Otis Clay, a rhythm-and-blues singer and member of the Blues Hall of Fame who toured internationally and was known in his adopted city of Chicago for his charitable work, died Jan. 8 in Chicago. He was 73.
The cause was a heart attack, said a daughter, Ronda Tankson.
The Mississippi-born Mr. Clay displayed a gruff, tenor-tinged voice on blues songs such as “Trying to Live My Life Without You” and a haunting but hopeful baritone on gospel standards such as “When the Gates Swing Open.”
His manager, Miki Mulvehill, said Mr. Clay was planning a gospel tour of the United States followed by a European tour in the summer and, later, participation in the star-studded Legendary Rhythm and Blues Cruise. At the Blues Music Awards in May, he has been nominated for soul-blues male artist of the year, and “This Time for Real,” his collaboration with Billy Price, is up for soul-blues album.
“Otis was the last standard-bearer for deep Southern soul music, the really gospel-inflected music that was in its heyday in the late ’60s and early and mid-’70s,” Price said.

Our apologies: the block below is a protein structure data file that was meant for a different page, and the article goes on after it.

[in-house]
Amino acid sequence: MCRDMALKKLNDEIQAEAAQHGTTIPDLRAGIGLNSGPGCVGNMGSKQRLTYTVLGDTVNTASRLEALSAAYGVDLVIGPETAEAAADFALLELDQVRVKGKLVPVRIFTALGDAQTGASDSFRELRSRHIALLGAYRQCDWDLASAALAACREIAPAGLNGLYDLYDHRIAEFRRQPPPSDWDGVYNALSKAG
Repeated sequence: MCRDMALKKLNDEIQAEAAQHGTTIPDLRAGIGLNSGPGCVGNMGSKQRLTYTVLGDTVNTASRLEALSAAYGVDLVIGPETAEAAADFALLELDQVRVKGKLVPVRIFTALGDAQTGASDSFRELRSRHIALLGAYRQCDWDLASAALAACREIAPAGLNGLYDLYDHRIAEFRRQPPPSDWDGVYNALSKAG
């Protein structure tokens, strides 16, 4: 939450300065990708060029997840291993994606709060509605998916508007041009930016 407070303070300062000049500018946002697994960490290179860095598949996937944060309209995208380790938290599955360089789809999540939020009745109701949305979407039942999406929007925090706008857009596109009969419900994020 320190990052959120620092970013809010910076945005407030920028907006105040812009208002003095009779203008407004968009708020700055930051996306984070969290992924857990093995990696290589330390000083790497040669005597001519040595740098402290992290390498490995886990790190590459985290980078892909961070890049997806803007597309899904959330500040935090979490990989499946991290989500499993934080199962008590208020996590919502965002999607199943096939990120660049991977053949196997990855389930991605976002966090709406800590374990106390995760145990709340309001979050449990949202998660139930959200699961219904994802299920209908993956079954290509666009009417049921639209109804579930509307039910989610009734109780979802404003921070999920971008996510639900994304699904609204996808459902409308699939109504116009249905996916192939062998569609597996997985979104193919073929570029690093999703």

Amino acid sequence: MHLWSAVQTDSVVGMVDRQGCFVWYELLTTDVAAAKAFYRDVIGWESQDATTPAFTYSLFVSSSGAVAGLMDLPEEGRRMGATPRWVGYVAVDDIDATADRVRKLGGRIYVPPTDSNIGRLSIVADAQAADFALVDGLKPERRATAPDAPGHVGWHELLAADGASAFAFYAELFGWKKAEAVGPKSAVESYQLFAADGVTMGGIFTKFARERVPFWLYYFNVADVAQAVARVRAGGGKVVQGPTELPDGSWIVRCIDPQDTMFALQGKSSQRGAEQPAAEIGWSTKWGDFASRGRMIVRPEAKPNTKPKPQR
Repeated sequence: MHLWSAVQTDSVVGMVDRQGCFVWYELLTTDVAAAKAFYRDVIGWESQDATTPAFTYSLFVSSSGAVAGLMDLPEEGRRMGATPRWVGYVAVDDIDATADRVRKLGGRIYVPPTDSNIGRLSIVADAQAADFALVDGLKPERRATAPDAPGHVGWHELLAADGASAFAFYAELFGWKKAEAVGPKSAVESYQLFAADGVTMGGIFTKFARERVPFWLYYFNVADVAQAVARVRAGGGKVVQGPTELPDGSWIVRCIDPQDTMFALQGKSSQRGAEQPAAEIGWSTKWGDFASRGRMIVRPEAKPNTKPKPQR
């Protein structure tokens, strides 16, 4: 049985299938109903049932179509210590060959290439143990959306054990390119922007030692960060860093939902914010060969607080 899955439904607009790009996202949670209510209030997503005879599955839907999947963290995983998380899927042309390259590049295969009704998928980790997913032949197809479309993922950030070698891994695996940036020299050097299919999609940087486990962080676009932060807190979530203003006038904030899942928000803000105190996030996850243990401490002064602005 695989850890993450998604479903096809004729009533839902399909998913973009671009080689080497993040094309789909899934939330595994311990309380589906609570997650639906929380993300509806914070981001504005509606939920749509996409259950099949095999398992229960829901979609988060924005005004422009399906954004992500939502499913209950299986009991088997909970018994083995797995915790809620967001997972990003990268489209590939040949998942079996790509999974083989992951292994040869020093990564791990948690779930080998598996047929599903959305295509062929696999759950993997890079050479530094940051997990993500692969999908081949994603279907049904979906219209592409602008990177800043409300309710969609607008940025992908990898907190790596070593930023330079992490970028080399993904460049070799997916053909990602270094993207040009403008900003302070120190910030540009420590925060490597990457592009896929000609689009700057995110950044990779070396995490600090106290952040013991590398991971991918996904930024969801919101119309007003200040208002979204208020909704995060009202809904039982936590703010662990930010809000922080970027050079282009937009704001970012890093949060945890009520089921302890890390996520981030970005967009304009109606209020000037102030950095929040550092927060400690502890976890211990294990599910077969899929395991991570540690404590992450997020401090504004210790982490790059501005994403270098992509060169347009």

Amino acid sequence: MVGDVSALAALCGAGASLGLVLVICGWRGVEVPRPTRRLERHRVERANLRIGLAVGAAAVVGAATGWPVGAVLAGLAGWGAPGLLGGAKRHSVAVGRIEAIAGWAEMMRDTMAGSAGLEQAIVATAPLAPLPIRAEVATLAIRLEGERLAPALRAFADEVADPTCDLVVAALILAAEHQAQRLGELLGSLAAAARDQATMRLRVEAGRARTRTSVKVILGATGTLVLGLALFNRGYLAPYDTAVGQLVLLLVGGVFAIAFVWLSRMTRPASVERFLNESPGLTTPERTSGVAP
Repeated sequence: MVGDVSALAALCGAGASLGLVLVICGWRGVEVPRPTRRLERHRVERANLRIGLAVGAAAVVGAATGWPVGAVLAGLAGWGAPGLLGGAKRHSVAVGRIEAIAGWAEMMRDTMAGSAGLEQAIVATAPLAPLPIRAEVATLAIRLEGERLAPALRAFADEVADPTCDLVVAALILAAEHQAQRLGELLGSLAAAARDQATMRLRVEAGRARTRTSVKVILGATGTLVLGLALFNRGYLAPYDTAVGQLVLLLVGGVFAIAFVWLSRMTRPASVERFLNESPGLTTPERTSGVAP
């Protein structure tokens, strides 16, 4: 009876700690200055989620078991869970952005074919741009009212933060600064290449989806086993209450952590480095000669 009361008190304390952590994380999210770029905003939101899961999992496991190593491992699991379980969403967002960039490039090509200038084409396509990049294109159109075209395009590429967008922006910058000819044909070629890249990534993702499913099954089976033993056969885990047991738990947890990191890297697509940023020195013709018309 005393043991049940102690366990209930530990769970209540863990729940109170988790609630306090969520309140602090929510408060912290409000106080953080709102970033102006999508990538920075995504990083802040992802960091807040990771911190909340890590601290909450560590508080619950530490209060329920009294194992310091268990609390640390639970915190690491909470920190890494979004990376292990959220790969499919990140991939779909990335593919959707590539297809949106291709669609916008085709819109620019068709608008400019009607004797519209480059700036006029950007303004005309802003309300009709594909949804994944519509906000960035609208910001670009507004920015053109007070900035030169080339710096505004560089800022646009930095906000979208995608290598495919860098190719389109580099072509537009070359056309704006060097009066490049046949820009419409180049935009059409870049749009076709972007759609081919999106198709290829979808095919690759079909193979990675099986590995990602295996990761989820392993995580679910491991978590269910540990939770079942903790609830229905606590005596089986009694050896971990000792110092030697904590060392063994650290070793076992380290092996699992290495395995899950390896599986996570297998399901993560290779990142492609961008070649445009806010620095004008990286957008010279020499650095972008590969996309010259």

European music enthusiasts and record collectors flock to Mr. Clay’s music because of its spare, “unvarnished” style, wrought in the 1960s soul scenes in Memphis and Muscle Shoals, Ala., Price said.
Mr. Clay’s most recent solo album was “Truth Is,” released in 2013, the year he was inducted into the Blues Hall of Fame.
A resident of Chicago’s West Side, he was extensively involved in charitable work. Tankson, a Chicago special-education teacher whose pupils include autistic children, said her father gave little thought to what benefit he’d get from performing and held nothing back, even when appearing for her students. “He sang to them as if they paid and he was on stage,” she said.
Tankson said her friends and co-workers, whom Mr. Clay had never met, asked if he would sing “When the Gates Swing Open” at loved ones’ funerals. “He never let me down on that,” she said, adding that he once delayed a recording-session trip to Memphis to comply.
Mr. Clay was born in Waxhaw, Miss., on Feb. 11, 1942, to a musical and religious family. After his arrival in Chicago in 1957, he joined the Golden Jubilaires. In 1960, he became part of Charles Bridges’s Famous Blue Jay Singers, performing a cappella at schools and hotels.
“We were known as variety singers, or we were billed as [performing] ‘Old Negro Spirituals and Plantation Melodies,’ ” Mr. Clay said in his biography.
His recording debut came in 1965 with the rousing ballad “Flame in Your Heart.” Four decades later, in 2007, he was nominated for a Grammy for the gospel CD “Walk a Mile in My Shoes.”
A complete list of survivors was not immediately available.